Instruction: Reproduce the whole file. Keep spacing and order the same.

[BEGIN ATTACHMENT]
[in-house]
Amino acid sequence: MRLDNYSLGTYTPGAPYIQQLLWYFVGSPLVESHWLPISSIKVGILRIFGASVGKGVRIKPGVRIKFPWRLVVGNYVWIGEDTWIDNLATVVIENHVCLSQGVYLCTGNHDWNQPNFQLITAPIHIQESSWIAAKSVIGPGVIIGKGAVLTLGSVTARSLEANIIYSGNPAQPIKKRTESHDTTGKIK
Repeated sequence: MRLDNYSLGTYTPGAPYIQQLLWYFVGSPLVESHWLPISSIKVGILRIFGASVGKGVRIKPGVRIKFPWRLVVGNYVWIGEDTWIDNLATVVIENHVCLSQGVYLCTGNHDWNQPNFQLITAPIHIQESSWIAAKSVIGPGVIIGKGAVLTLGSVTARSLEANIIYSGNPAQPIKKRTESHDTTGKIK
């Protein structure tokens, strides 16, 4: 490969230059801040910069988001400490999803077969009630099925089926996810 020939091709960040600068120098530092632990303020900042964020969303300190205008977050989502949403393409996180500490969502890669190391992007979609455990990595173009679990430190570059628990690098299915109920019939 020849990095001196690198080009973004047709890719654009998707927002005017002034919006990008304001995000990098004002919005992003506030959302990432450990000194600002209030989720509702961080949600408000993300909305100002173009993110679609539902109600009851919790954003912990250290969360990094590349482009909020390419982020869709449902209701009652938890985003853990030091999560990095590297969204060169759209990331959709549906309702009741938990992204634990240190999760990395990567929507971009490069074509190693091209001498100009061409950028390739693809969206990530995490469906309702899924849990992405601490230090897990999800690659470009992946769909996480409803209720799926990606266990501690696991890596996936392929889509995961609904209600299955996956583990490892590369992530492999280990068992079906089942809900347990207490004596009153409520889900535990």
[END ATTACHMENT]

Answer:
[in-house]
Amino acid sequence: MRLDNYSLGTYTPGAPYIQQLLWYFVGSPLVESHWLPISSIKVGILRIFGASVGKGVRIKPGVRIKFPWRLVVGNYVWIGEDTWIDNLATVVIENHVCLSQGVYLCTGNHDWNQPNFQLITAPIHIQESSWIAAKSVIGPGVIIGKGAVLTLGSVTARSLEANIIYSGNPAQPIKKRTESHDTTGKIK
Repeated sequence: MRLDNYSLGTYTPGAPYIQQLLWYFVGSPLVESHWLPISSIKVGILRIFGASVGKGVRIKPGVRIKFPWRLVVGNYVWIGEDTWIDNLATVVIENHVCLSQGVYLCTGNHDWNQPNFQLITAPIHIQESSWIAAKSVIGPGVIIGKGAVLTLGSVTARSLEANIIYSGNPAQPIKKRTESHDTTGKIK
């Protein structure tokens, strides 16, 4: 490969230059801040910069988001400490999803077969009630099925089926996810 020939091709960040600068120098530092632990303020900042964020969303300190205008977050989502949403393409996180500490969502890669190391992007979609455990990595173009679990430190570059628990690098299915109920019939 020849990095001196690198080009973004047709890719654009998707927002005017002034919006990008304001995000990098004002919005992003506030959302990432450990000194600002209030989720509702961080949600408000993300909305100002173009993110679609539902109600009851919790954003912990250290969360990094590349482009909020390419982020869709449902209701009652938890985003853990030091999560990095590297969204060169759209990331959709549906309702009741938990992204634990240190999760990395990567929507971009490069074509190693091209001498100009061409950028390739693809969206990530995490469906309702899924849990992405601490230090897990999800690659470009992946769909996480409803209720799926990606266990501690696991890596996936392929889509995961609904209600299955996956583990490892590369992530492999280990068992079906089942809900347990207490004596009153409520889900535990």